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If you’ve been approached about being a workplace safety mentor for a new hire, congratulations! You may feel proud and a little anxious, too. Your role as a mentor will typically include making sure the mentee gets all of the proper and required training necessary to carry out their job safely.
You’ll also likely be the point person for the new hire to turn to when safety-related questions arise. Serving as a safety mentor can benefit new hires in giving them the kind of focused attention that will help them better understand their role in your company’s safety culture. But you’ll benefit too, acting as a mentor in workplace safety.
As a mentor, you’ll set a positive example for other potential mentors who have valuable safety expertise to share. A strong network of experienced mentors can provide a strong safety net to new hires, who — like new employees in just about any field — will make mistakes.
In those circumstances, a good mentor will help them understand what went wrong and what could be done differently next time. Asking experienced employees to serve as mentors also gives new hires the benefit of institutional knowledge and experience; a new person might know that "Process A" must be followed as written but a long-time worker can provide the context that "Process A" came about because of a specific workplace accident or incident.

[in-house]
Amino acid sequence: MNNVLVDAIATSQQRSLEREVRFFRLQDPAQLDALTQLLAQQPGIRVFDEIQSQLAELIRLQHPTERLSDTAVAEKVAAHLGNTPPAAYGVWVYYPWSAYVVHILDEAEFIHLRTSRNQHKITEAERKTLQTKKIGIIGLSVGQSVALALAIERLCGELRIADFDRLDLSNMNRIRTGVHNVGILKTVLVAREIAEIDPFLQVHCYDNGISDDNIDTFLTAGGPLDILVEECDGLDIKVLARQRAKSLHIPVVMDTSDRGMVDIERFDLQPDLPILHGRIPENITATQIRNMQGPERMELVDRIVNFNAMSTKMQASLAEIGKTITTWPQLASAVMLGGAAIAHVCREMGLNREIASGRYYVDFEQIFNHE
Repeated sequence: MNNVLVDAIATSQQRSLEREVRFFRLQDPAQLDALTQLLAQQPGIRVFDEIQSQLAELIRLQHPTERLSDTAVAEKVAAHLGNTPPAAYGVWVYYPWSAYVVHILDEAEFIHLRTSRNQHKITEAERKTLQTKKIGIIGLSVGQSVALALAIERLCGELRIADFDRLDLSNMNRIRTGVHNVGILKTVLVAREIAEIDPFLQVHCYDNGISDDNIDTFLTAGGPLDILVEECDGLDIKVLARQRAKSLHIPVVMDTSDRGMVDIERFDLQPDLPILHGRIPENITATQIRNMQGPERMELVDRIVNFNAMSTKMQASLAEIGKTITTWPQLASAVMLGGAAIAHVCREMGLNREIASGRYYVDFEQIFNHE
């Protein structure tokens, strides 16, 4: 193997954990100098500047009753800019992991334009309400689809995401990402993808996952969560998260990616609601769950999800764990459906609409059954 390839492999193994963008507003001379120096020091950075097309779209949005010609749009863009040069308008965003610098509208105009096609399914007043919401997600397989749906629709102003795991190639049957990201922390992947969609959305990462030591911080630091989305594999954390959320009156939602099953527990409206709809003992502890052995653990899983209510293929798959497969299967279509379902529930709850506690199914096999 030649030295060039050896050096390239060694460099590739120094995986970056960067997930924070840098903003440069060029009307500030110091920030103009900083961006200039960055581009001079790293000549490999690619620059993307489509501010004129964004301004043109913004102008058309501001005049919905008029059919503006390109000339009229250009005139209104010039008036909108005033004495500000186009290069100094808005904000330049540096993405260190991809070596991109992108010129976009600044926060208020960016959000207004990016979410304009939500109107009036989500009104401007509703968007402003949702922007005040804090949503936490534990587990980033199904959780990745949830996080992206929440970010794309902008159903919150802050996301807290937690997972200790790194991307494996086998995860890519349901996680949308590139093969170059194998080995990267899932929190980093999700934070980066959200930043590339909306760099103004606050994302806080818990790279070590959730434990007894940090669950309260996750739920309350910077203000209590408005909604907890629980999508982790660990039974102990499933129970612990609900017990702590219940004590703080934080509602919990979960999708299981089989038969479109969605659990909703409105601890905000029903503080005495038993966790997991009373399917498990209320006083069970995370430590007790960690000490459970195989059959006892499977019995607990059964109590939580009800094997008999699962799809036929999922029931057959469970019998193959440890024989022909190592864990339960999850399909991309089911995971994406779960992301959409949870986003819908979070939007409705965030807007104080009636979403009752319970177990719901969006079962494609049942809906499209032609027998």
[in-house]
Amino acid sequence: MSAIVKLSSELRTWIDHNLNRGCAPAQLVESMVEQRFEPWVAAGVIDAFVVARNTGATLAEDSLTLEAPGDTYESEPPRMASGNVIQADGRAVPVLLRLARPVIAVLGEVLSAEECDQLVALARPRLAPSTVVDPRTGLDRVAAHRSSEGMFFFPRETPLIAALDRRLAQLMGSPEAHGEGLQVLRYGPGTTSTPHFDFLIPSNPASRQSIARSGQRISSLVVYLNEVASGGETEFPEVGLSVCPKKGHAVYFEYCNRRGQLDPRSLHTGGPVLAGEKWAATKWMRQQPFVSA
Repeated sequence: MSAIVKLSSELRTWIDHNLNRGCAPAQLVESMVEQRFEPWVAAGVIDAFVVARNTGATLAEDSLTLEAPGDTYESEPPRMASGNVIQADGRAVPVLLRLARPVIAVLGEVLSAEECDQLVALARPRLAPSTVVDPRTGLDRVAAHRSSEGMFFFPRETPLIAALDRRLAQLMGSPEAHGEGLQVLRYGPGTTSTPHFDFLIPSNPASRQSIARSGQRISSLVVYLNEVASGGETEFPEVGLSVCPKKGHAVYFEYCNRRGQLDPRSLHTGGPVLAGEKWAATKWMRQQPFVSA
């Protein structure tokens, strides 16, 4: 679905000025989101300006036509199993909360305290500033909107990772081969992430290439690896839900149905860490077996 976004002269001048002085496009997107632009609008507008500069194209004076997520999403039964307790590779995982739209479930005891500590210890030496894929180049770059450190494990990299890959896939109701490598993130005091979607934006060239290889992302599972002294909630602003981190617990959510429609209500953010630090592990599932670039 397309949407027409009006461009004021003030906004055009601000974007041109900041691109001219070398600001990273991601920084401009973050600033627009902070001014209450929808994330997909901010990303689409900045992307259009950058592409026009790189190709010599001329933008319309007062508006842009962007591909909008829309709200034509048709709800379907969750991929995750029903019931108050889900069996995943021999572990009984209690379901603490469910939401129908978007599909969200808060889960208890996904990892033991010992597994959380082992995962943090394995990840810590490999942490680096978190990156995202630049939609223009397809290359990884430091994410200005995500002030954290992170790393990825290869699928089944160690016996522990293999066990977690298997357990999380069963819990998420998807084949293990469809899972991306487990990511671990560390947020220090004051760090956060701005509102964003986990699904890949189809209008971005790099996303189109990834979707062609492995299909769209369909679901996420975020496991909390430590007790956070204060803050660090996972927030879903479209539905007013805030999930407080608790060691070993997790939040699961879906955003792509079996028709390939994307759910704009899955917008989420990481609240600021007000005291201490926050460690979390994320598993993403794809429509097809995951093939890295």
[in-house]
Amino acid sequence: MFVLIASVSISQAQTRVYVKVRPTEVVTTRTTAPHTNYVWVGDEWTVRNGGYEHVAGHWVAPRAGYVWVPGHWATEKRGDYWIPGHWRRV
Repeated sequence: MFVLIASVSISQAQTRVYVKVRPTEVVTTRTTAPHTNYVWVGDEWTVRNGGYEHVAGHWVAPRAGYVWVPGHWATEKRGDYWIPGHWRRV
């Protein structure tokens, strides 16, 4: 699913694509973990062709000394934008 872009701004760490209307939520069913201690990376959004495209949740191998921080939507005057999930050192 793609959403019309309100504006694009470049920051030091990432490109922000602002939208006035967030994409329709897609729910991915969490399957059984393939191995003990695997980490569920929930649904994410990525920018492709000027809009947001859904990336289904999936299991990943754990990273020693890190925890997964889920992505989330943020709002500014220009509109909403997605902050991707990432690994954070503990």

Your role as a mentor will have broader benefits than just helping the person you’re mentoring. By signaling to the new hire, and your coworkers, how important workplace safety is, you are taking an active role in strengthening safety culture through ownership. When the workplace is safer, everyone benefits.
Mentoring someone else will also improve your own ability to identify, assess, and react to safety issues. Among the responsibilities of being a mentor, you’ll include your own ongoing workplace safety training to ensure you’re providing new hires the latest and most up to date information about company safety policies and procedures. When you have to explain processes, policies, and procedures to others, it can clarify your understanding of common or uncommon problems and how to solve them.
Company safety leaders may also seek your input as a safety mentor in workplace safety training because of your proximity to the process and the people. You may help shape the training experience for all employees, ultimately making it possible for all of them to go home to their families at the end of every workday.
Contributing your knowledge of common workplace safety issues to a mentoring relationship can have positive results not just for the mentee but for you, too. Your workplace safety knowledge and skills can grow, further improving the experience of your mentees. You’ll also have a key role in improving the overall workplace safety culture and possibly get a chance to provide your input into creating workplace safety and health programs, training, and assessments.
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